Fist of our dishes to come out was my me & my sister's favorite baked barbeque pork pastry aka cha siu buns (Box 1). What's special about the baked buns is that their crust literally falls and melts into your mouth. It's a texture that is way better than the typical cha siu buns at dim sum. So Good! My favorite dish of all time at Jasmine has got to be their eggplant in sesame sauce (Box 2). It's basically Japanese sesame dressing but for some reason it tastes way better than the Japanese sesame dressing I've had elsewhere. I think the chefs must put some special ingredient in their sauce or something. I've ordered 2 plates of eggplant for myself before. I'm usually pretty reluctant to share because it's THAT good. Box 3 was also very delicious. It was our crispy fried tofu with salt and pepper. The seasoning is basically made up of a lot of fried garlic. It's not great for your breath but tastes so good. We actually got super thirsty from eating all of the seasoning. 

    Then came our lovely beef diced with crispy garlic (Box 1), persevered vegetable and sticky rice in bamboo steamer (Box 2), and Jasmine's famous crispy baby piglet (Box 3).  Did I just say piglet? Why, yes I did. Piglets are better tasting because their bones are still soft so that you can eat them with the whole piece of meat. There's sweet sauce that is spread on the bottom of each piece. You can choose to order a full piglet or half. This is the half order, which contained only 4 pieces. Sure, it may be cruel but if you think of Piglet in Winnie The Pooh and how annoying he was then I'm sure you wouldn't feel so bad! The skin is crispy and it's soo soo good! You've never had good pork until you've had baby piglet and this is definitely the place to go for it! Jasmine isn't too expensive-definitely not a place you should need to pawn your belongs for!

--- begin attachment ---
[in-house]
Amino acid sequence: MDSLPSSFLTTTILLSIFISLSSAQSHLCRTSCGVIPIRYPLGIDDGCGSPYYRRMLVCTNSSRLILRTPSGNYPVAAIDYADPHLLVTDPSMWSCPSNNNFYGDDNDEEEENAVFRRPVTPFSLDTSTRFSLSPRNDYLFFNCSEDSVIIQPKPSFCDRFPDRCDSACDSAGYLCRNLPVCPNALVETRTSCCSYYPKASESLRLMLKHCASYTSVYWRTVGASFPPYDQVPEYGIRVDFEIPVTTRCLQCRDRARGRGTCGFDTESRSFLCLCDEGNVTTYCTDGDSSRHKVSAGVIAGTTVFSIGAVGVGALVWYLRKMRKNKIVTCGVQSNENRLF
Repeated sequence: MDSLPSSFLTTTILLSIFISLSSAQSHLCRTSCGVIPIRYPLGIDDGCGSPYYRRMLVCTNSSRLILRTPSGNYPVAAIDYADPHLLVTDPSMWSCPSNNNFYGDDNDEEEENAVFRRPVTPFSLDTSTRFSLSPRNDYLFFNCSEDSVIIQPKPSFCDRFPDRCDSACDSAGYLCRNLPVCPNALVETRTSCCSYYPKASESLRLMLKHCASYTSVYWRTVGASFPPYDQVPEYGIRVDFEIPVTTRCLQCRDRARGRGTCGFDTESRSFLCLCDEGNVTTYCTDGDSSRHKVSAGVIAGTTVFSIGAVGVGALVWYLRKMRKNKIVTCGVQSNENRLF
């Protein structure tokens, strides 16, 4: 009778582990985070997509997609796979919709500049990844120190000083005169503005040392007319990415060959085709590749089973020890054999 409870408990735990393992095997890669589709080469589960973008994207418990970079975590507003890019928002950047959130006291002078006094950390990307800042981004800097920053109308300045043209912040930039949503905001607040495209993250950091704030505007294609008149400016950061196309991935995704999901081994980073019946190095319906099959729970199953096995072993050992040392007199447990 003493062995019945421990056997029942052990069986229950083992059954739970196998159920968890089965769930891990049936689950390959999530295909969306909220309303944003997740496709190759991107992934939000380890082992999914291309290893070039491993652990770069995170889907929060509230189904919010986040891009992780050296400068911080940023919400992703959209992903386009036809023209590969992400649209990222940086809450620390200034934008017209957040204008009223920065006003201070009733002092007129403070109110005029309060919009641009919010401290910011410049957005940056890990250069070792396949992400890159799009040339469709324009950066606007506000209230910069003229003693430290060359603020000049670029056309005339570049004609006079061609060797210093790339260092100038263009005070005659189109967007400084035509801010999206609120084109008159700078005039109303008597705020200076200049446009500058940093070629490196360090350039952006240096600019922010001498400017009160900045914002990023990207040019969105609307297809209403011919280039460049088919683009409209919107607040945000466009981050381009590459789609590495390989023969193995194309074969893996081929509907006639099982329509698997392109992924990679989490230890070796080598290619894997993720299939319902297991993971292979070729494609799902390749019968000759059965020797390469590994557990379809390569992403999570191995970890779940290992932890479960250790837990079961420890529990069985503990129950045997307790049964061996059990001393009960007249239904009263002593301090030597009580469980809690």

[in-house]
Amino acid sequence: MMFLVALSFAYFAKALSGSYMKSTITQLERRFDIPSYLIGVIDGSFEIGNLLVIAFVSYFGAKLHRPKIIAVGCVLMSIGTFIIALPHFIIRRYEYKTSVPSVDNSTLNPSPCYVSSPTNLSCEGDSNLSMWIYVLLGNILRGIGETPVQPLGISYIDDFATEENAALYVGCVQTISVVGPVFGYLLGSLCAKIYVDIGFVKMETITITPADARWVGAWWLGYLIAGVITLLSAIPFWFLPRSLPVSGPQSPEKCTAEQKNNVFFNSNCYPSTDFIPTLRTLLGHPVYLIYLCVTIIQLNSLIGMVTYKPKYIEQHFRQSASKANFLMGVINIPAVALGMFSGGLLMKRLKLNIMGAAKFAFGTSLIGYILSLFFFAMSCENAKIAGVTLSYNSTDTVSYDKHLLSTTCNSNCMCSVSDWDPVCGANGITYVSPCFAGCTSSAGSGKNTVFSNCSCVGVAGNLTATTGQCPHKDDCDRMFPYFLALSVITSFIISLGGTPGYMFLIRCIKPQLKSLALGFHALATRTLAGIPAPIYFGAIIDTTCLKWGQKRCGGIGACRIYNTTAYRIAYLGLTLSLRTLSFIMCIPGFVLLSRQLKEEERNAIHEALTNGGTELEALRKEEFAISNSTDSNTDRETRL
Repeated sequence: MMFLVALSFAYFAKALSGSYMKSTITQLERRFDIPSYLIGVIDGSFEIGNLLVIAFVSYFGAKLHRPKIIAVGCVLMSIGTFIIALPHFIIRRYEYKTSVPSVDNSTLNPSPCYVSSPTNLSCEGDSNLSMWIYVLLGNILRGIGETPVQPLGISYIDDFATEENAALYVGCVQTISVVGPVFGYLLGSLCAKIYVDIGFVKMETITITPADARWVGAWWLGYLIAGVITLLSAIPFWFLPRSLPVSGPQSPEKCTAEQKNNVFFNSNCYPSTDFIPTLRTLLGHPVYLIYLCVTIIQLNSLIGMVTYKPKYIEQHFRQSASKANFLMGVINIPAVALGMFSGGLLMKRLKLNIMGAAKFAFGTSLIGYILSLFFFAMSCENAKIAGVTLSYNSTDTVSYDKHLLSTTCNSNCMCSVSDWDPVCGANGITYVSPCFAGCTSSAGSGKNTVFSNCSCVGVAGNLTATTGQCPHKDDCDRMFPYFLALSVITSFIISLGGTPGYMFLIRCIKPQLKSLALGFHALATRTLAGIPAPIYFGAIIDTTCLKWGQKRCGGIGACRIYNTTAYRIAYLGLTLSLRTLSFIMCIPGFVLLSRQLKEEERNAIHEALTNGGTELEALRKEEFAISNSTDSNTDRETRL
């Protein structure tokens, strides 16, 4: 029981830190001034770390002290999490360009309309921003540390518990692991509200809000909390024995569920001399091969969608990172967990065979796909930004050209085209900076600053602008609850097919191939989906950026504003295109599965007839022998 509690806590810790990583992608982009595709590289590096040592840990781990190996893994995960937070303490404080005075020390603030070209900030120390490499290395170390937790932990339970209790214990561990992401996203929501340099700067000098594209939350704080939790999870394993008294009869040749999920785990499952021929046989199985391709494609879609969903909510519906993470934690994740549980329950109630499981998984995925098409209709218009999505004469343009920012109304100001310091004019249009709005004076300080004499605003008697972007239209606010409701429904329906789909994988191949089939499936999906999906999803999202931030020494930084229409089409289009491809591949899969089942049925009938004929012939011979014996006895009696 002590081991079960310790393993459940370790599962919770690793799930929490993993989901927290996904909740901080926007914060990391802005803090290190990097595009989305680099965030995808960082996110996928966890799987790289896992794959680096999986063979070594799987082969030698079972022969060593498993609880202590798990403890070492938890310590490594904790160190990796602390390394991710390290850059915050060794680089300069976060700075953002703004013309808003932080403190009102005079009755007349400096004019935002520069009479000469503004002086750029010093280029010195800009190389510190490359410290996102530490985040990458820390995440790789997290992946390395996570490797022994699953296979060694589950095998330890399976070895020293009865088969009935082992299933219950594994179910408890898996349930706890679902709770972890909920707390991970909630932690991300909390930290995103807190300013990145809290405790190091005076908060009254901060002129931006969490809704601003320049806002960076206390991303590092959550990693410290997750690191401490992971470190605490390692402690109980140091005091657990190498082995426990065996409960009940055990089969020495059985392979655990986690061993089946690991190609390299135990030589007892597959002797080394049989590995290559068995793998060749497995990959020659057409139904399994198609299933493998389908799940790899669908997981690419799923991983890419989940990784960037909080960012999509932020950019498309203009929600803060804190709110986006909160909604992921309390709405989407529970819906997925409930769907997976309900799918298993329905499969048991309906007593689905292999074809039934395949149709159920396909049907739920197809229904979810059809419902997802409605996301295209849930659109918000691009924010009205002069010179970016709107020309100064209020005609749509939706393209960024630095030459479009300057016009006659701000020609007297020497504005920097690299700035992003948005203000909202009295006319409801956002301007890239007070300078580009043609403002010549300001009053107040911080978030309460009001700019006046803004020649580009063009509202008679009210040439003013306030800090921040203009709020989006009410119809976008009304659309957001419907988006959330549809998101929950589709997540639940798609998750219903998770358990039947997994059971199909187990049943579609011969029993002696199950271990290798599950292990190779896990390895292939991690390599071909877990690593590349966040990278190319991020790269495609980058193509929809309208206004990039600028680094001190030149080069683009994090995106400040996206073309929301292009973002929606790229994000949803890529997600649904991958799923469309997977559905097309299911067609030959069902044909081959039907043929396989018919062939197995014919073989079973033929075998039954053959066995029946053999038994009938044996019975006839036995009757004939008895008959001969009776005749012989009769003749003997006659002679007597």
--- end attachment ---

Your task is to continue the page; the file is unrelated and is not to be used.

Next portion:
This is Hana Sakazuki, a Japanese restaurant that specializes in teppanyaki, a type of Japanese cuisine that uses an iron griddle to cook stuff. You can have your own personal chef cook in front of you and your guests while doing some fancy tricks. It's the equivalent of Benihanna's in the U.S. which by the way is a total rip off and has crappy food. They have set teppanyaki meals with such as delicacies such as wagyu beef, crab, abalone, etc. and their sorbet and meats are flown in fresh from Japan daily. Hanna Sakazuki is also one of my biggest regrets. If you recall in my first post, I told you that my Mac Book died and deleted all my pictures. My best pictures were of the teppanyaki at this place. I had pictures of the lobster still moving as it was being cooked and an awesome chef making a snowman out of fried rice that was delicious. Unfortunately, I did not order the teppanyaki this time around since my mom and sis were not hungry enough for that. We ordered their bento box lunch specials instead, which means I will have to come back soon to retake their teppanyaki pictures in the future... not that I mind.